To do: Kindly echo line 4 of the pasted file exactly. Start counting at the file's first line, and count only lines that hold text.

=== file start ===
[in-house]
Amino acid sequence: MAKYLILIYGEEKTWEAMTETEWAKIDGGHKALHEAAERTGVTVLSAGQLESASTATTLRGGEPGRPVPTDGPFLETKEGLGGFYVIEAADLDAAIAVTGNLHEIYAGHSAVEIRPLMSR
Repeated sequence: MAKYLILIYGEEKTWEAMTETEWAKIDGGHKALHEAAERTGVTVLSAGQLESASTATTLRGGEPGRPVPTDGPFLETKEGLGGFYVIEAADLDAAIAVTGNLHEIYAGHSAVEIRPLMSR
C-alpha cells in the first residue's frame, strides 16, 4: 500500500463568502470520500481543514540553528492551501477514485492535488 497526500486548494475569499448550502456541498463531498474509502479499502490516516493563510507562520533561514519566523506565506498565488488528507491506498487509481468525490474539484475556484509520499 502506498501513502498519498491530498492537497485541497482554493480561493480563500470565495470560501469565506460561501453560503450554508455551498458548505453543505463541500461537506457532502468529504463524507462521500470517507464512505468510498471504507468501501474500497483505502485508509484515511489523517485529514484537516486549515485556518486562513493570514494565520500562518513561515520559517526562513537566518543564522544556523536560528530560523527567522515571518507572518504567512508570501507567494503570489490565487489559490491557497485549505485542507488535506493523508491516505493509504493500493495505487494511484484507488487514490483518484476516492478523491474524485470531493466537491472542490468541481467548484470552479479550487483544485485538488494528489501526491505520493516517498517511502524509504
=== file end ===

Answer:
C-alpha cells in the first residue's frame, strides 16, 4: 500500500463568502470520500481543514540553528492551501477514485492535488 497526500486548494475569499448550502456541498463531498474509502479499502490516516493563510507562520533561514519566523506565506498565488488528507491506498487509481468525490474539484475556484509520499 502506498501513502498519498491530498492537497485541497482554493480561493480563500470565495470560501469565506460561501453560503450554508455551498458548505453543505463541500461537506457532502468529504463524507462521500470517507464512505468510498471504507468501501474500497483505502485508509484515511489523517485529514484537516486549515485556518486562513493570514494565520500562518513561515520559517526562513537566518543564522544556523536560528530560523527567522515571518507572518504567512508570501507567494503570489490565487489559490491557497485549505485542507488535506493523508491516505493509504493500493495505487494511484484507488487514490483518484476516492478523491474524485470531493466537491472542490468541481467548484470552479479550487483544485485538488494528489501526491505520493516517498517511502524509504